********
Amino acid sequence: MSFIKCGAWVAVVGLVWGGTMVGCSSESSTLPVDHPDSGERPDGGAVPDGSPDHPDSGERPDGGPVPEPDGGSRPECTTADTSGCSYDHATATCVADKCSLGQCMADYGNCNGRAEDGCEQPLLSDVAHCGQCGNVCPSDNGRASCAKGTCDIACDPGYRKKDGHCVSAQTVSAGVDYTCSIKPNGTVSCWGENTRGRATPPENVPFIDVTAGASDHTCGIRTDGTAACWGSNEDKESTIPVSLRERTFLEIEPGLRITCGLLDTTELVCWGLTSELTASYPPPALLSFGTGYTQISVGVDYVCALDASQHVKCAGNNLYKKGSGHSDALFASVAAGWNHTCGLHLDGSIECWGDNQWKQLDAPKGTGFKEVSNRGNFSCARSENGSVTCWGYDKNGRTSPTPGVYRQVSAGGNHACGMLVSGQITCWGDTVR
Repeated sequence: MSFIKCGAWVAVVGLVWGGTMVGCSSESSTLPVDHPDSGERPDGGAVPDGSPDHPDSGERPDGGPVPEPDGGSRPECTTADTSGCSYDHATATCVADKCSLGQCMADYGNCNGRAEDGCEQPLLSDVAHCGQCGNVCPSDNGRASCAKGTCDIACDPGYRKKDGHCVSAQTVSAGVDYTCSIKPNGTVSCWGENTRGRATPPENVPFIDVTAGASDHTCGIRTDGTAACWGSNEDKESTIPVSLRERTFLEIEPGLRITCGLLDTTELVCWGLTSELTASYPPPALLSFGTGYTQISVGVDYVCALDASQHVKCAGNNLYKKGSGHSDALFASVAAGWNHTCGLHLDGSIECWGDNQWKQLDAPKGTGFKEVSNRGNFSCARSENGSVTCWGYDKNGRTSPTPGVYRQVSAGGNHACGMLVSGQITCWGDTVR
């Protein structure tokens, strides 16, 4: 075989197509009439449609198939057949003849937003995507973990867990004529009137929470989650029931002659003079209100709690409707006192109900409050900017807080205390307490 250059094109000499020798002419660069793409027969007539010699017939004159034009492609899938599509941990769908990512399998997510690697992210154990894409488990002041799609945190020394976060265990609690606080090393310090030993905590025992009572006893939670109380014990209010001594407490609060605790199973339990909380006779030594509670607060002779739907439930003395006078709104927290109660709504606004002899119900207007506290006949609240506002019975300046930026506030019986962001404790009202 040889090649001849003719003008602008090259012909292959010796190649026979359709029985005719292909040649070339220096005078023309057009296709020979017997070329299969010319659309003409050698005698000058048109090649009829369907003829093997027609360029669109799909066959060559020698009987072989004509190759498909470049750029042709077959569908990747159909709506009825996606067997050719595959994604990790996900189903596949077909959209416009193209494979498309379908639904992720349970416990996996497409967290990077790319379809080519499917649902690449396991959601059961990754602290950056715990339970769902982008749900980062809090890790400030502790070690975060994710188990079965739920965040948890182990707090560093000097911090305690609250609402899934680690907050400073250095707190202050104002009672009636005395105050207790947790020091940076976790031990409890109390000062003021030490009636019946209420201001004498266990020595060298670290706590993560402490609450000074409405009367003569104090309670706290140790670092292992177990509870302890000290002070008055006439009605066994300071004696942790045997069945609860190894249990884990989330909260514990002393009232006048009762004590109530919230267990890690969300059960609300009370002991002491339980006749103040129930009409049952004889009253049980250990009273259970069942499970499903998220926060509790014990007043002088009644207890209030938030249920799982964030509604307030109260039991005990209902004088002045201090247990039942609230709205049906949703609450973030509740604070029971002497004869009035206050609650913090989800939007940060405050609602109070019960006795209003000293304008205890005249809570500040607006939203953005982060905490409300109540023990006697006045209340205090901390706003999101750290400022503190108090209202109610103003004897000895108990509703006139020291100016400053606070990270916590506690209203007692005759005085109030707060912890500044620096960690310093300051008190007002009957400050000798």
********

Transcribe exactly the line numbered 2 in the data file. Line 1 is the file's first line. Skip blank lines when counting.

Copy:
Repeated sequence: MSFIKCGAWVAVVGLVWGGTMVGCSSESSTLPVDHPDSGERPDGGAVPDGSPDHPDSGERPDGGPVPEPDGGSRPECTTADTSGCSYDHATATCVADKCSLGQCMADYGNCNGRAEDGCEQPLLSDVAHCGQCGNVCPSDNGRASCAKGTCDIACDPGYRKKDGHCVSAQTVSAGVDYTCSIKPNGTVSCWGENTRGRATPPENVPFIDVTAGASDHTCGIRTDGTAACWGSNEDKESTIPVSLRERTFLEIEPGLRITCGLLDTTELVCWGLTSELTASYPPPALLSFGTGYTQISVGVDYVCALDASQHVKCAGNNLYKKGSGHSDALFASVAAGWNHTCGLHLDGSIECWGDNQWKQLDAPKGTGFKEVSNRGNFSCARSENGSVTCWGYDKNGRTSPTPGVYRQVSAGGNHACGMLVSGQITCWGDTVR